The Canadian Football League canceled its 2020 season yesterday, announcing it was abandoning plans to play games in a “bubble” in Winnipeg and instead will plan on resuming play in 2021. Commissioner Randy Ambrosie explained:
“Even with additional support,” Ambrosie said in a statement, “our owners and community-held teams would have had to endure significant financial losses to play in 2020. Without it, the losses would be so large that they would really hamper our ability to bounce back strongly next year and beyond. The most important thing is the future of our league.”
That “additional support” Ambrosie mentioned was government money, something that goes back to April when the commissioner asked for $150 million in federal funds (all CFL numbers in Canadian dollars from here on out) and then said teams could repay it by showing government PSAs on game broadcasts. That went over really poorly with members of parliament, and Ambrosie eventually switched to asking for a $44 million interest-free loan, then a $30 million interest-free loan, but came up empty.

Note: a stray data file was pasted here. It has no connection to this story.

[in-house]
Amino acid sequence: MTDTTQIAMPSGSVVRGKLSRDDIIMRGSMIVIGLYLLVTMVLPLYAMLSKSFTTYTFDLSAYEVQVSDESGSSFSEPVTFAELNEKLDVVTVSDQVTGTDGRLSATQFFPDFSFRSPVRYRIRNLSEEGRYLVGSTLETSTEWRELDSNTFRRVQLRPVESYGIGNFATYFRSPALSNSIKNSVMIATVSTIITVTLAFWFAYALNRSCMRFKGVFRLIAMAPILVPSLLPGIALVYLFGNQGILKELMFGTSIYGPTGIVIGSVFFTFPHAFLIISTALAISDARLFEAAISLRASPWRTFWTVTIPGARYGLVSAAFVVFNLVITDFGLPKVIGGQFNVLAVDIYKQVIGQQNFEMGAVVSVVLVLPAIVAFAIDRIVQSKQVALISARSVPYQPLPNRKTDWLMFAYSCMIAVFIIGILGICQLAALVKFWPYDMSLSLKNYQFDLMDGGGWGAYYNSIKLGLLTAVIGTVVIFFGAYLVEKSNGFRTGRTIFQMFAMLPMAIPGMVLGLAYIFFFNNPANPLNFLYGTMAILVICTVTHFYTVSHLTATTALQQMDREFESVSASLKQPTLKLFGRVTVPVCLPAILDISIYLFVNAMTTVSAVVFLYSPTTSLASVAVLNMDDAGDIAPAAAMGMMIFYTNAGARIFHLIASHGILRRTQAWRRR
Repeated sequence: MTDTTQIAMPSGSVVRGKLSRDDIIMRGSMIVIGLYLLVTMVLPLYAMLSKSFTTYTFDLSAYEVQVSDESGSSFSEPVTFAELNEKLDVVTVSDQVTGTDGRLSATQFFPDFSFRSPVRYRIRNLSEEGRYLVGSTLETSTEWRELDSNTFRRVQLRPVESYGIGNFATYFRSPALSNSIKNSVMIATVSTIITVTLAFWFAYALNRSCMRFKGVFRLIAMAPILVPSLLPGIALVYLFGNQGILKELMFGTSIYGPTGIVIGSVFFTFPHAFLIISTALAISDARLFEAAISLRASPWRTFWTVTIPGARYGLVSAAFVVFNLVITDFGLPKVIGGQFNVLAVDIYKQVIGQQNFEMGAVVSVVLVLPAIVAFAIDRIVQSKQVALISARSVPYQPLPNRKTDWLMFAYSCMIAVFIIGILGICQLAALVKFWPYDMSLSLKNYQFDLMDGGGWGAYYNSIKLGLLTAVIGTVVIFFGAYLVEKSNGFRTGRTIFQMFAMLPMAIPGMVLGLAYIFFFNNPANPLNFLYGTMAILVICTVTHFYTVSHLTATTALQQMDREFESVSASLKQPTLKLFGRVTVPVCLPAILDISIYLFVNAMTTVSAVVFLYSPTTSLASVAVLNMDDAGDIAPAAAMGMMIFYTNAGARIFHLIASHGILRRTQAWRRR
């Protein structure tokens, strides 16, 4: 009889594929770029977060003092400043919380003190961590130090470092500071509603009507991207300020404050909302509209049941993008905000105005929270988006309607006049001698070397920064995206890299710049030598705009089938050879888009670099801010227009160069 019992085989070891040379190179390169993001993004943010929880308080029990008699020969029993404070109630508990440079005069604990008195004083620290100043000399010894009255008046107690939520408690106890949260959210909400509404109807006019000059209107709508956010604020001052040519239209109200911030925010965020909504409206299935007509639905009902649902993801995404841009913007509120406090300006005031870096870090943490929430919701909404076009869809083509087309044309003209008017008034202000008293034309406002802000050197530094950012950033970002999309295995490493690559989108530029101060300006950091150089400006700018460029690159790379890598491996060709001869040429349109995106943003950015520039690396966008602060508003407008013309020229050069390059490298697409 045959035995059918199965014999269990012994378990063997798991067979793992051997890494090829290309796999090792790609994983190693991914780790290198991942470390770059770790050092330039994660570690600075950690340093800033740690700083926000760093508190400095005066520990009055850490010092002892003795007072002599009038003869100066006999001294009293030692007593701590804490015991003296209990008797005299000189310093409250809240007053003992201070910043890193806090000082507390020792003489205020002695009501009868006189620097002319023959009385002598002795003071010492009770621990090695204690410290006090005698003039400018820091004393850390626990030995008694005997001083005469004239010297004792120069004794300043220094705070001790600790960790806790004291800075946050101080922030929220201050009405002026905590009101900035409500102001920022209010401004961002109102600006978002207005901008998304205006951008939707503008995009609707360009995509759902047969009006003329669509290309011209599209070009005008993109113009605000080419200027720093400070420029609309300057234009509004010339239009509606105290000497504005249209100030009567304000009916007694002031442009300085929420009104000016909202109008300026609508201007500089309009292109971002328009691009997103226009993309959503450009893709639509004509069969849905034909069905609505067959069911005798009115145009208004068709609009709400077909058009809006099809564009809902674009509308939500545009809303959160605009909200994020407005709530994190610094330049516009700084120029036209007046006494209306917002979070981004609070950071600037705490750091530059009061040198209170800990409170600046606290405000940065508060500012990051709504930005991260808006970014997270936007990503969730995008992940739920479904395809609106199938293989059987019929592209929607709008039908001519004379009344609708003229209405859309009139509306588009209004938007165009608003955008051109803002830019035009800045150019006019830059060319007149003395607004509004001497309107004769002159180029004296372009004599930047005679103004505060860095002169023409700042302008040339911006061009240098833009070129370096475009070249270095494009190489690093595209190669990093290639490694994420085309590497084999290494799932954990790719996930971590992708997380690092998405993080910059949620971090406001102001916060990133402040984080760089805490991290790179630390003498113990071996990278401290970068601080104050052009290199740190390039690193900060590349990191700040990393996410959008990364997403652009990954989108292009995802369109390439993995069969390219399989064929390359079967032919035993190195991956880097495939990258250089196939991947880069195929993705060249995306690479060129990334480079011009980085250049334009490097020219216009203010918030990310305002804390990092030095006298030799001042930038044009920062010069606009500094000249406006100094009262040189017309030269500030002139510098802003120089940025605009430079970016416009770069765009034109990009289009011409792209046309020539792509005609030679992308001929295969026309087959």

Government loans and grants to bail out businesses that suffered unexpected losses due to the Covid pandemic are commonplace, of course — American, United, Delta, and Southwest Airlines combined have gotten $19.5 billion, and the U.S. Paycheck Protection Program alone has handed out $380 billion in forgiveable loans, of which only some has been used to buy yachts. But the CFL cash request was weird, in that it was intended less to keep people employed than to compensate league owners (or “philanthropists,” as Ambrosie called them) for losses from this season, which will supposedly amount to between $60 million and $80 million).
The real reason that the CFL is shutting down when other leagues are pushing ahead with season plans, as we’ve covered here before, is more about the league’s contract with its players’ union saying it doesn’t have to pay salaries if there are no games, so the league’s nine teams will save about $50 million collectively on payroll by not playing. U.S. sports leagues haven’t wanted to give up the vats of TV money they can earn even for playing games in empty stadiums and arenas; the CFL gets about that much from its new national TV deal, but I guess you also have to pay for turning the lights on and buying equipment and all that other stuff, so the league’s owners figured, meh, let’s just skip a year and come back when the grass is greener.
What just happened, then, is that the CFL decided it was only worth it to play games in 2020 if the Canadian government paid it to do so, and when that didn’t happen, it took its ball and went home. Which is its right to do, but it’s also Ottawa’s right to say, Hey, it’s not our job to underwrite your profits. I mean, who do the CFL owners think they are, American Airlines?